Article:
▷ Alzheimer's: a study on cannabis-based drugs 2

▷ Alzheimer's: a study on cannabis-based drugs

The University of Notre Dame's Institute for Health Research is now conducting its first clinical trials in collaboration with MGC Pharmaceuticals. For studies, MGC will deliver a cannabis-based drug called CogniCann.

This is an oral spray containing a proprietary blend of THC, CBD, and other cannabinoids. MGC Pharmaceuticals's CBD-THC Ratio has been specifically developed to treat Alzheimer's symptoms and dementia.

"We are delighted to be working with MGC r to test this new approach to improving the quality of life of Australians currently suffering from this disease that cannot currently be cured," said Jim Codde, director of the Institute for Health Research, according to a media report.

Planning clinical trials with a cannabis-based drug

There are very few clinical trials on cannabis-based drugs. At the end of August, the Human Research Ethics Committee (HREC) of the University of Notre Dame, Western Australia (UNDA) gave scientists from the Institute for Health Research the green light to conduct the first clinical trials.

In addition, HREC approval was given after the completion of the ethics review required by the Australian Ethics Guide for Human Research to ensure the well-being of the patients included in the study. According to the director of the Institute for Health Research, prof. Jim Codde, the study's planning was very detailed and time-consuming, bringing together medical professionals, senior caregivers and industry stakeholders.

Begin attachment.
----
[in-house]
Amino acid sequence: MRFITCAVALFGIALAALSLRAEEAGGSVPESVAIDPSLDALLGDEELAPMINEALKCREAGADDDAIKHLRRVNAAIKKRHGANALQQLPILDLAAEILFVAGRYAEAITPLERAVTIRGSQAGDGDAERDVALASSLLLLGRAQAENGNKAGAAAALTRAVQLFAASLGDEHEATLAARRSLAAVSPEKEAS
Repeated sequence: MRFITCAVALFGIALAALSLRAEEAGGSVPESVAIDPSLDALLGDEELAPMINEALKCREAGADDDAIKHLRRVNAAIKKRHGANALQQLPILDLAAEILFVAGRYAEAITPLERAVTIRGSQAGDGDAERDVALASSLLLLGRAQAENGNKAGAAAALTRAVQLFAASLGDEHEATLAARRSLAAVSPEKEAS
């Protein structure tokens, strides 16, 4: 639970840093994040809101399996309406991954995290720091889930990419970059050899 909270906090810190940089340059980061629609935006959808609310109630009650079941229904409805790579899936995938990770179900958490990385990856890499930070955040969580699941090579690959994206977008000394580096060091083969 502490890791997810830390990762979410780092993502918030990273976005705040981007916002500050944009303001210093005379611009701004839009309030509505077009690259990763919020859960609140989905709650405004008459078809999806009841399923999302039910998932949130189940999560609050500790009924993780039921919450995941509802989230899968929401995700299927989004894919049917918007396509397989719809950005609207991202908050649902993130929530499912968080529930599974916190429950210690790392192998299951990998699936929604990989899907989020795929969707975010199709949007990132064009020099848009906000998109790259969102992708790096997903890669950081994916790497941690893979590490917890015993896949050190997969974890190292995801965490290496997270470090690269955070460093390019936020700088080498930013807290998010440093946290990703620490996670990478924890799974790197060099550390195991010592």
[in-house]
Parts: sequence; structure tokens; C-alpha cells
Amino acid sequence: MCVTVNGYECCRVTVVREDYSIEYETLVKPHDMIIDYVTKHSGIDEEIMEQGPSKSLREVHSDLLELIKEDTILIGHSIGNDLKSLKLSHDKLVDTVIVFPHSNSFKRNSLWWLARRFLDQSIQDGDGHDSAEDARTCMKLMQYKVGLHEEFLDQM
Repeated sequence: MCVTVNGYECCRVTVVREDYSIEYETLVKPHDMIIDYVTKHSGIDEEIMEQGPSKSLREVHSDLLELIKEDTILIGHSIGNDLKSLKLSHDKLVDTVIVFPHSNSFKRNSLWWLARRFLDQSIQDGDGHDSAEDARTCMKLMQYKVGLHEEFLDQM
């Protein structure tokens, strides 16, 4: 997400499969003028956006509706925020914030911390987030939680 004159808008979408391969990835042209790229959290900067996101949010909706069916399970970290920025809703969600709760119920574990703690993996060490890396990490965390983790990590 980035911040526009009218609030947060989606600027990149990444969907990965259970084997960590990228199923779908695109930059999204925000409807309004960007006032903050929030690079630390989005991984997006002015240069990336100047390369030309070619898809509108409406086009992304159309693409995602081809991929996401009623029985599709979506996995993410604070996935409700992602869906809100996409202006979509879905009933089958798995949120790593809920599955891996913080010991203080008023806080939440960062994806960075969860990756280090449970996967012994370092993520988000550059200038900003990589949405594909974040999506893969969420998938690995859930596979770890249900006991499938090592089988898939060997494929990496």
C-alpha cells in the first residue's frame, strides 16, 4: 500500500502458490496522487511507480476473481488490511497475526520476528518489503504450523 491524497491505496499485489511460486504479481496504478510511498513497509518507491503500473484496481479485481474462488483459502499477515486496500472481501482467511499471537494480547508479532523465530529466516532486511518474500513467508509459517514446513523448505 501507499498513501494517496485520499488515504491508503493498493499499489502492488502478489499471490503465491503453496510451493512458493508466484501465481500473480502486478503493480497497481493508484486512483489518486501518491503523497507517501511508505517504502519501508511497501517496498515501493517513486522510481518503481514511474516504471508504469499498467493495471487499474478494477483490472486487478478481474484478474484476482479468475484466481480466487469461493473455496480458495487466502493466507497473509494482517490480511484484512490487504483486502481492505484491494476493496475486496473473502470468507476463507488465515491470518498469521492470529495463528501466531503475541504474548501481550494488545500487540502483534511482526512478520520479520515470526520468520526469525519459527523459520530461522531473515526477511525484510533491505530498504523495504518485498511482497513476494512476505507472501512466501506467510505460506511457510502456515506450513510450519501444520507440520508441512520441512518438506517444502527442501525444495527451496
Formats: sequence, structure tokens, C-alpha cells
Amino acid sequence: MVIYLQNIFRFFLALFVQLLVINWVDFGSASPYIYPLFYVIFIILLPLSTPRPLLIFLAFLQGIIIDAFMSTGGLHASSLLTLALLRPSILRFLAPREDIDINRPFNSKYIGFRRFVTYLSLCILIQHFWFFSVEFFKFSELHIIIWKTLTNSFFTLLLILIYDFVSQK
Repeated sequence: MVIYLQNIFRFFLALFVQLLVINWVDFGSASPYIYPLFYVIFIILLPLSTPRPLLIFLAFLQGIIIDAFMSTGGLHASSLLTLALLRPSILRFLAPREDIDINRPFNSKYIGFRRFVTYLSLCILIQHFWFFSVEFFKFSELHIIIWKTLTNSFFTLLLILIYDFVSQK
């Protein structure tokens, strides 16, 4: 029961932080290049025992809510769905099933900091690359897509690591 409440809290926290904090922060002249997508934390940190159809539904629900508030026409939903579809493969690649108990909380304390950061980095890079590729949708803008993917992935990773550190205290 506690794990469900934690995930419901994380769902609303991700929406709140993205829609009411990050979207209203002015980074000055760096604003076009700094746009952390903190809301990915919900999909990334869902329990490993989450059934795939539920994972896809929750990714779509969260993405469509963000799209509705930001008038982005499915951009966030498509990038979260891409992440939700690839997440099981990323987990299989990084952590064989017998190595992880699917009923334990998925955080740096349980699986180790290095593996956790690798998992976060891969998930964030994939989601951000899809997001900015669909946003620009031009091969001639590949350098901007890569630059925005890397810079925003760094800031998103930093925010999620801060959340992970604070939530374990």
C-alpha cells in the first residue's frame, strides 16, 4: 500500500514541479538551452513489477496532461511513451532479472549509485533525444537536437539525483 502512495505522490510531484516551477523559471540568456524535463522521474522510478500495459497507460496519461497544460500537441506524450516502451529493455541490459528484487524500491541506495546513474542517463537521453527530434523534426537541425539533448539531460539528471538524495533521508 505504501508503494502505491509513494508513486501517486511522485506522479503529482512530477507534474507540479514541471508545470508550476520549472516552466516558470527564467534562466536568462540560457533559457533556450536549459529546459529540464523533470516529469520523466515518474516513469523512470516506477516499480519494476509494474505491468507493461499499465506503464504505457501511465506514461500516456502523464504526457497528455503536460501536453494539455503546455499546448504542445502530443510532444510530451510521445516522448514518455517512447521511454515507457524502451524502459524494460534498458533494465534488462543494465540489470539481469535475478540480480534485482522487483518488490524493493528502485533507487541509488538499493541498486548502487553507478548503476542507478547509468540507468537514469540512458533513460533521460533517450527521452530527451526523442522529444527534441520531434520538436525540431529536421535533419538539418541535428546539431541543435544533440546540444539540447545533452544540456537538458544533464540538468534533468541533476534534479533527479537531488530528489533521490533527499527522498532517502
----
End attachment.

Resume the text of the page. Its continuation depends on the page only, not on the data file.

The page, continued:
Conducting a drug study

The first clinical trial will include 50 subjects. To qualify, participants must be over 65 years of age. In addition, they must suffer from mild dementia or Alzheimer's. Another requirement is that they live in a recognized elderly care facility.

Subsequently, the researchers of the next 16-week, randomized, double-blind, placebo-controlled crossover trial will test the efficacy of the cannabis-based drug in the coming months.

The results of upcoming studies could be transformative not only for Australia but for the rest of the world. Getting rid of dementia and Alzheimer's patients from the anxiety and psychotic symptoms associated with the disease would not only improve the quality of life for patients but also relatives and caregivers.

Other interesting articles:
Alzheimer's disease and cannabis as medicine
Alzheimer: More research with medicinal cannabis
Alzheimer & # 39; s: a new study with cannabis drugs

Note: In this article, we report on prescription CBD or even cannabidiol. This article makes no suggestions for possible purposes. The benefits are left to pharmacists.